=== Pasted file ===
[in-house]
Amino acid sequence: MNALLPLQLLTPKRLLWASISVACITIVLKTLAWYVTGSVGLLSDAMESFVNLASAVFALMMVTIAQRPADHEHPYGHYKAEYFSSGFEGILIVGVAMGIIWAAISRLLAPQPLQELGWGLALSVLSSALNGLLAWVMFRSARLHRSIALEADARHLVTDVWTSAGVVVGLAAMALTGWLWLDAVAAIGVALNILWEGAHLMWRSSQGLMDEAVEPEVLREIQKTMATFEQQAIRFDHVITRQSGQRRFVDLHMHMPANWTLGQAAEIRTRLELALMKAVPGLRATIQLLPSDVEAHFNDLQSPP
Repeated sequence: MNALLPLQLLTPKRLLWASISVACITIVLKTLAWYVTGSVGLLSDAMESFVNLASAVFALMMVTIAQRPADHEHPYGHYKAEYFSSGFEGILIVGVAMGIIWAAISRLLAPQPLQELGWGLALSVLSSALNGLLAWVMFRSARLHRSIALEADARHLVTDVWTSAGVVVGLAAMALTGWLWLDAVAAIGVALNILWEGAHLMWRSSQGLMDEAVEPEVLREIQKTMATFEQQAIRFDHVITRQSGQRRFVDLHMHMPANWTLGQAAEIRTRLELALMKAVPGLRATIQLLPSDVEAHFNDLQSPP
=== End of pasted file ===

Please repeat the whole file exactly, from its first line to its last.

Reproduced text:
[in-house]
Amino acid sequence: MNALLPLQLLTPKRLLWASISVACITIVLKTLAWYVTGSVGLLSDAMESFVNLASAVFALMMVTIAQRPADHEHPYGHYKAEYFSSGFEGILIVGVAMGIIWAAISRLLAPQPLQELGWGLALSVLSSALNGLLAWVMFRSARLHRSIALEADARHLVTDVWTSAGVVVGLAAMALTGWLWLDAVAAIGVALNILWEGAHLMWRSSQGLMDEAVEPEVLREIQKTMATFEQQAIRFDHVITRQSGQRRFVDLHMHMPANWTLGQAAEIRTRLELALMKAVPGLRATIQLLPSDVEAHFNDLQSPP
Repeated sequence: MNALLPLQLLTPKRLLWASISVACITIVLKTLAWYVTGSVGLLSDAMESFVNLASAVFALMMVTIAQRPADHEHPYGHYKAEYFSSGFEGILIVGVAMGIIWAAISRLLAPQPLQELGWGLALSVLSSALNGLLAWVMFRSARLHRSIALEADARHLVTDVWTSAGVVVGLAAMALTGWLWLDAVAAIGVALNILWEGAHLMWRSSQGLMDEAVEPEVLREIQKTMATFEQQAIRFDHVITRQSGQRRFVDLHMHMPANWTLGQAAEIRTRLELALMKAVPGLRATIQLLPSDVEAHFNDLQSPP